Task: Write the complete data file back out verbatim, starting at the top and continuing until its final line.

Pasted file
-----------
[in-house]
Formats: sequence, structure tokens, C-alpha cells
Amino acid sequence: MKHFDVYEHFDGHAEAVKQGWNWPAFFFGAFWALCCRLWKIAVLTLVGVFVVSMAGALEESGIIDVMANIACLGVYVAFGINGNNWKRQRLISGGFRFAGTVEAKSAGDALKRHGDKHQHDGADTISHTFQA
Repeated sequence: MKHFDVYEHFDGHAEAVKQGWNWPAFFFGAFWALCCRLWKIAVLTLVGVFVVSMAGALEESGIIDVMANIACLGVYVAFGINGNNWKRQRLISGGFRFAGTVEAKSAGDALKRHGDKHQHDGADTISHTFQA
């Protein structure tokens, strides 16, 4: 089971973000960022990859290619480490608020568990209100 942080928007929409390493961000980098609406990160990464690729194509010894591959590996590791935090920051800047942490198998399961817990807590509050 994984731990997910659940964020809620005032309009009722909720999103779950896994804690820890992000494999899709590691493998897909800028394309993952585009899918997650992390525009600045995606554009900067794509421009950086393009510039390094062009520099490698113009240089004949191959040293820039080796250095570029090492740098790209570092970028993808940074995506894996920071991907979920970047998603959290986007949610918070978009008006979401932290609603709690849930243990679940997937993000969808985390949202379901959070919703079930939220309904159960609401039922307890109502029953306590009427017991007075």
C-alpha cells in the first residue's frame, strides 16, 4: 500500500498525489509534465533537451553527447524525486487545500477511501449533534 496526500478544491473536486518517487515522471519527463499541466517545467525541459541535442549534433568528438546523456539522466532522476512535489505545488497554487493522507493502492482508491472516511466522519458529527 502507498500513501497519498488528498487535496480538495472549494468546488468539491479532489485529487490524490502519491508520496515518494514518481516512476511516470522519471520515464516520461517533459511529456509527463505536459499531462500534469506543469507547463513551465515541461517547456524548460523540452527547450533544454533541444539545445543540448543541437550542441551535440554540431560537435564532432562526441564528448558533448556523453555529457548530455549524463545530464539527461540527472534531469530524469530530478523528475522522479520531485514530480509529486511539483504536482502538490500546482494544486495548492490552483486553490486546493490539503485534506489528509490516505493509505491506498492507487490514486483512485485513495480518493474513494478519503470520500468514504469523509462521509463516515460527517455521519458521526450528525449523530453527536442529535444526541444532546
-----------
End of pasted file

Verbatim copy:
[in-house]
Formats: sequence, structure tokens, C-alpha cells
Amino acid sequence: MKHFDVYEHFDGHAEAVKQGWNWPAFFFGAFWALCCRLWKIAVLTLVGVFVVSMAGALEESGIIDVMANIACLGVYVAFGINGNNWKRQRLISGGFRFAGTVEAKSAGDALKRHGDKHQHDGADTISHTFQA
Repeated sequence: MKHFDVYEHFDGHAEAVKQGWNWPAFFFGAFWALCCRLWKIAVLTLVGVFVVSMAGALEESGIIDVMANIACLGVYVAFGINGNNWKRQRLISGGFRFAGTVEAKSAGDALKRHGDKHQHDGADTISHTFQA
């Protein structure tokens, strides 16, 4: 089971973000960022990859290619480490608020568990209100 942080928007929409390493961000980098609406990160990464690729194509010894591959590996590791935090920051800047942490198998399961817990807590509050 994984731990997910659940964020809620005032309009009722909720999103779950896994804690820890992000494999899709590691493998897909800028394309993952585009899918997650992390525009600045995606554009900067794509421009950086393009510039390094062009520099490698113009240089004949191959040293820039080796250095570029090492740098790209570092970028993808940074995506894996920071991907979920970047998603959290986007949610918070978009008006979401932290609603709690849930243990679940997937993000969808985390949202379901959070919703079930939220309904159960609401039922307890109502029953306590009427017991007075």
C-alpha cells in the first residue's frame, strides 16, 4: 500500500498525489509534465533537451553527447524525486487545500477511501449533534 496526500478544491473536486518517487515522471519527463499541466517545467525541459541535442549534433568528438546523456539522466532522476512535489505545488497554487493522507493502492482508491472516511466522519458529527 502507498500513501497519498488528498487535496480538495472549494468546488468539491479532489485529487490524490502519491508520496515518494514518481516512476511516470522519471520515464516520461517533459511529456509527463505536459499531462500534469506543469507547463513551465515541461517547456524548460523540452527547450533544454533541444539545445543540448543541437550542441551535440554540431560537435564532432562526441564528448558533448556523453555529457548530455549524463545530464539527461540527472534531469530524469530530478523528475522522479520531485514530480509529486511539483504536482502538490500546482494544486495548492490552483486553490486546493490539503485534506489528509490516505493509505491506498492507487490514486483512485485513495480518493474513494478519503470520500468514504469523509462521509463516515460527517455521519458521526450528525449523530453527536442529535444526541444532546